A young girl offers to take me to the next village on the back of her motorbike. Just friendship, she says. This is the kind of thing they warned me about at my hostel in Saigon. They will start out saying it is free but then will ask for a lot of money later. Better not to cross the Mekong Delta by yourself, they told me. Some guys sitting around a table nearby give me a shot of rice wine and two pieces of watermelon. They don’t know her, but they tell me it is going to be ok. This is Vietnam, they say. And she comes back and we go and there is a dramatic jungle thunderstorm on the way, big leaves across my face and she really doesn’t ask for any money. I ask her are you sure, isn’t there anything I can give you? Maybe just a hug, she says. And that you remember Vietnam.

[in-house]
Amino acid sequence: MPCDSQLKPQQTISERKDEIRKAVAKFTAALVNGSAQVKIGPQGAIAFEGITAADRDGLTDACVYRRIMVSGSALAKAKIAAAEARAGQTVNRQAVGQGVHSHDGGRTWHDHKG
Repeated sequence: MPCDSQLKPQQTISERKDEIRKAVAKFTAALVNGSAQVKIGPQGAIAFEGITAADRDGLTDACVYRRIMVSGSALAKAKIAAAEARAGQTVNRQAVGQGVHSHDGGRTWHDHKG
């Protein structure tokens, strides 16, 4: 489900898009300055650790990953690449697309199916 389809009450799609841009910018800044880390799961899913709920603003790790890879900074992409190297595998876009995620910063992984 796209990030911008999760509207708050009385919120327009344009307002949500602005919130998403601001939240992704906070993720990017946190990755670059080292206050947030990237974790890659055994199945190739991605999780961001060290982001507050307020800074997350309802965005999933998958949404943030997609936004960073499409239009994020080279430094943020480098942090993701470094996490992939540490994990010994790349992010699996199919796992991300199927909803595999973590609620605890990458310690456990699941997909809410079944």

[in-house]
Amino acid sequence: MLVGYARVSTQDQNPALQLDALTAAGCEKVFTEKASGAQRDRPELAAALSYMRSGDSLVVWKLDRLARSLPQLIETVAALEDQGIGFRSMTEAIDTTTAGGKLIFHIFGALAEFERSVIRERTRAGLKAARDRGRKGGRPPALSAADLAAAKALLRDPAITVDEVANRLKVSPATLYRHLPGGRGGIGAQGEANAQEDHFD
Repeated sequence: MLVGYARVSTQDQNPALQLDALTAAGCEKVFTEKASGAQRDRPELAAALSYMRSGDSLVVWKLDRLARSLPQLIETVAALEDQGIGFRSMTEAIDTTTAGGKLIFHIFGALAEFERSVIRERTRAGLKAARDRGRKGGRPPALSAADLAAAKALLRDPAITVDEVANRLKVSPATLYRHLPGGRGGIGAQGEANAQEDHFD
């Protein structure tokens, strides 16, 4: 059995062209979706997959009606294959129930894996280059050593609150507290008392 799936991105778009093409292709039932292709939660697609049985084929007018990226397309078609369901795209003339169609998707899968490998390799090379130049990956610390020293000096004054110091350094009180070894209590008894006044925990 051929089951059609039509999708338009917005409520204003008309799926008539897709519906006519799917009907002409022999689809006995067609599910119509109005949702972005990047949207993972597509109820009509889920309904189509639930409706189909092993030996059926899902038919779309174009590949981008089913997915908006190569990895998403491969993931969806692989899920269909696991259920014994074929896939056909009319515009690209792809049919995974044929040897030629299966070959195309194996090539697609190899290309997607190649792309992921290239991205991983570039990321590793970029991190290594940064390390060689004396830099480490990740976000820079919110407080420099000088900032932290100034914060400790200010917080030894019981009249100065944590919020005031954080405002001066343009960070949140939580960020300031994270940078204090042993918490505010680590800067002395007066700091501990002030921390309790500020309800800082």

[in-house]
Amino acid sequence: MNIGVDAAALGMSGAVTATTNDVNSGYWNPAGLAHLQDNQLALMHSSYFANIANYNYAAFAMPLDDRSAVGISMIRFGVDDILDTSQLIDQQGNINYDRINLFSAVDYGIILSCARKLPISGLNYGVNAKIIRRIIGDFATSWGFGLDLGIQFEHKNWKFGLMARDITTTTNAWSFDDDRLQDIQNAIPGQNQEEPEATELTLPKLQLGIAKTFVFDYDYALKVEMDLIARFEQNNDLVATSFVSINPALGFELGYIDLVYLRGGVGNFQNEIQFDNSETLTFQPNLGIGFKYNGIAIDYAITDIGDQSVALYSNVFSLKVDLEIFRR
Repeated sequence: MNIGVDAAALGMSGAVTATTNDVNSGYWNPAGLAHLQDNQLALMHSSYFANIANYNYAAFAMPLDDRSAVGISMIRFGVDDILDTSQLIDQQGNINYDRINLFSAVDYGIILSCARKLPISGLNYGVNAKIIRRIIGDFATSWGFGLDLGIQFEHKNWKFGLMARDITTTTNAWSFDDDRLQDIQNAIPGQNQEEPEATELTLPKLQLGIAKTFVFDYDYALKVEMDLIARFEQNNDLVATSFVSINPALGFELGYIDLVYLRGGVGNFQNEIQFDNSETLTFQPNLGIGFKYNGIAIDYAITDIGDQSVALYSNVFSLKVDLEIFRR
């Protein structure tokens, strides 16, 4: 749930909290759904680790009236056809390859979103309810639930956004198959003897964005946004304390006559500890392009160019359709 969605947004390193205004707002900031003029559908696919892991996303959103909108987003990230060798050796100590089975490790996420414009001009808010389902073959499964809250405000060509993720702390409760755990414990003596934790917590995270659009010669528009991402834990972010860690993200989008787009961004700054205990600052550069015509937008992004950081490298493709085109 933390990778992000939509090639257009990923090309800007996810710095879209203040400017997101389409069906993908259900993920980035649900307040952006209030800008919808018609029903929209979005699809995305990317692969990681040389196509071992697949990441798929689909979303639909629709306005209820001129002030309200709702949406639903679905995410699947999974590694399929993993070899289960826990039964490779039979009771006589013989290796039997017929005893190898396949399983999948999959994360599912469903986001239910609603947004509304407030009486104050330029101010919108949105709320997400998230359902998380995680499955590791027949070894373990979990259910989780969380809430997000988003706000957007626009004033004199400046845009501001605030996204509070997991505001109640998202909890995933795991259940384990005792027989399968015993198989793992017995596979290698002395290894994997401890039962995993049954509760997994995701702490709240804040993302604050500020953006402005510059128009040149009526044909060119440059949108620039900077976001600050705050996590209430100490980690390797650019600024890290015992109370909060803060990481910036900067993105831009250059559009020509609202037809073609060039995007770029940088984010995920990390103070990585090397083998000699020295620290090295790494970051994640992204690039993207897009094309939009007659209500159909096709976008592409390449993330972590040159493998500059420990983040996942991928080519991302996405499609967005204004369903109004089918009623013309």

The next day I wander out to one of the small canals in the jungle. There is a certain kind of silence that’s louder than the wind in the palm trees. This is the first place in Vietnam I have really been able to “feel” the war . . . how could they fight in this heat, this stifling beauty. There is the feeling of waiting, endless waiting, soldiers with dirty faces crouched in the palm fronds holding rifles not coconuts. I can never fully digest the totally strange feeling of a unique place, a place that only belongs to the country it is in. I always feel I am not lingering as long as I should. At the moment I am there I long for the place with a kind of nostalgia, as if it were already a memory.